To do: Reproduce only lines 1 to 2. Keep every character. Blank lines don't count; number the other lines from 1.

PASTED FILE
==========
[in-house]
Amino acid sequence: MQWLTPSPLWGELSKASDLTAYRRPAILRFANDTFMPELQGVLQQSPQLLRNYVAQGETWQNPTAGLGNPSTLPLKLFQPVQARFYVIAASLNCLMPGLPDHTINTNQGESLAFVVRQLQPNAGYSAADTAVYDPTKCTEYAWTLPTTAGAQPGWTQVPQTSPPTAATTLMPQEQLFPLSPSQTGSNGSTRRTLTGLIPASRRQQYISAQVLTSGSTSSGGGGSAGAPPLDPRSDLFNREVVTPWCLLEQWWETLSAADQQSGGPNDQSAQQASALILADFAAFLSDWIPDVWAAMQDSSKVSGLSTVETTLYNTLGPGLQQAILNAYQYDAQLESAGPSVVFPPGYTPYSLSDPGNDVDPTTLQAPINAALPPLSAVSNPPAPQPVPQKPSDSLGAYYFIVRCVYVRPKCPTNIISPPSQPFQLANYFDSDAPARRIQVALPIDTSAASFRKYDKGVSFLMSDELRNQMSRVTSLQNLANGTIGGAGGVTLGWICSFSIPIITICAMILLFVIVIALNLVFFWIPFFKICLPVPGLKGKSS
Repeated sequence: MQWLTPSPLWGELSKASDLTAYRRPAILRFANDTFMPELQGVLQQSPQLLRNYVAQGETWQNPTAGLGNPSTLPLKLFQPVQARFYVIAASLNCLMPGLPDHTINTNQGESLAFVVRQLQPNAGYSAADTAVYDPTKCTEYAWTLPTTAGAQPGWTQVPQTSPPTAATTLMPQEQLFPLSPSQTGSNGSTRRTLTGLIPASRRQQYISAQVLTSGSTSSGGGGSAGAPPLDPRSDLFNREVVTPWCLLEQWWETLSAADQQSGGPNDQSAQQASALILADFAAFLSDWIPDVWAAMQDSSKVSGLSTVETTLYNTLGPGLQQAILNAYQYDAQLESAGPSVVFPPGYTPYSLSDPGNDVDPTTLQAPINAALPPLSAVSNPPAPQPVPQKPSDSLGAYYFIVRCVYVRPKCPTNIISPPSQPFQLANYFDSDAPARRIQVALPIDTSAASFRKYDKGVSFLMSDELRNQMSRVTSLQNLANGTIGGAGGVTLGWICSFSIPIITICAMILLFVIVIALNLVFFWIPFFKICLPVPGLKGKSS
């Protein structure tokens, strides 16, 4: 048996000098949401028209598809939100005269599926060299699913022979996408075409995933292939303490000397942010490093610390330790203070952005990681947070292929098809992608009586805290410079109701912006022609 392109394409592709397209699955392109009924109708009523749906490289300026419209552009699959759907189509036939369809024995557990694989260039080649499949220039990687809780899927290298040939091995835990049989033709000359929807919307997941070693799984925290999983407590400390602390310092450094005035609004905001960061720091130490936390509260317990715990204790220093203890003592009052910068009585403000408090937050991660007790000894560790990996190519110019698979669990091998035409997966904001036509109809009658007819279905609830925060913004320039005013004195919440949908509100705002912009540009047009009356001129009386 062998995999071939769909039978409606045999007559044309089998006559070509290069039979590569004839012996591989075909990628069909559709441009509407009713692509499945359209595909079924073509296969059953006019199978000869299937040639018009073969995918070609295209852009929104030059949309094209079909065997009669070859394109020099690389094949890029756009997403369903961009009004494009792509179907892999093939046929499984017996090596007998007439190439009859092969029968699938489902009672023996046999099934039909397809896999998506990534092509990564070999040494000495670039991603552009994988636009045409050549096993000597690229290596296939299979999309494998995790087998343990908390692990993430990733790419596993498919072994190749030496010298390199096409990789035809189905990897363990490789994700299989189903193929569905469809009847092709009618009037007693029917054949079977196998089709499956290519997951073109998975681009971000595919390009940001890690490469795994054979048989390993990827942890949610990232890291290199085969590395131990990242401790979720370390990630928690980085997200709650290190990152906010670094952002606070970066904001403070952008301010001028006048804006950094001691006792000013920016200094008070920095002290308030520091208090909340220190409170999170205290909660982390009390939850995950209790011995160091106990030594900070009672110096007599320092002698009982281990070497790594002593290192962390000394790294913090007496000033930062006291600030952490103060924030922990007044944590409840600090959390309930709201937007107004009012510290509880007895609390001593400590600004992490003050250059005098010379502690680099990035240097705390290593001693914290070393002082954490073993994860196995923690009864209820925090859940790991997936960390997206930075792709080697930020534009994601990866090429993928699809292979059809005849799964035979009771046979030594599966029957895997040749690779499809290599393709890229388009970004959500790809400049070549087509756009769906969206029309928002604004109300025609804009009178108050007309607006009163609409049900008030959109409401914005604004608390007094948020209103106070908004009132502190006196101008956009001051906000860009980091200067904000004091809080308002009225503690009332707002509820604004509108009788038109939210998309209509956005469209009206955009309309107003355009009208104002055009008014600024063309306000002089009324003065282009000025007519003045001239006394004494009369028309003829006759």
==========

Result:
[in-house]
Amino acid sequence: MQWLTPSPLWGELSKASDLTAYRRPAILRFANDTFMPELQGVLQQSPQLLRNYVAQGETWQNPTAGLGNPSTLPLKLFQPVQARFYVIAASLNCLMPGLPDHTINTNQGESLAFVVRQLQPNAGYSAADTAVYDPTKCTEYAWTLPTTAGAQPGWTQVPQTSPPTAATTLMPQEQLFPLSPSQTGSNGSTRRTLTGLIPASRRQQYISAQVLTSGSTSSGGGGSAGAPPLDPRSDLFNREVVTPWCLLEQWWETLSAADQQSGGPNDQSAQQASALILADFAAFLSDWIPDVWAAMQDSSKVSGLSTVETTLYNTLGPGLQQAILNAYQYDAQLESAGPSVVFPPGYTPYSLSDPGNDVDPTTLQAPINAALPPLSAVSNPPAPQPVPQKPSDSLGAYYFIVRCVYVRPKCPTNIISPPSQPFQLANYFDSDAPARRIQVALPIDTSAASFRKYDKGVSFLMSDELRNQMSRVTSLQNLANGTIGGAGGVTLGWICSFSIPIITICAMILLFVIVIALNLVFFWIPFFKICLPVPGLKGKSS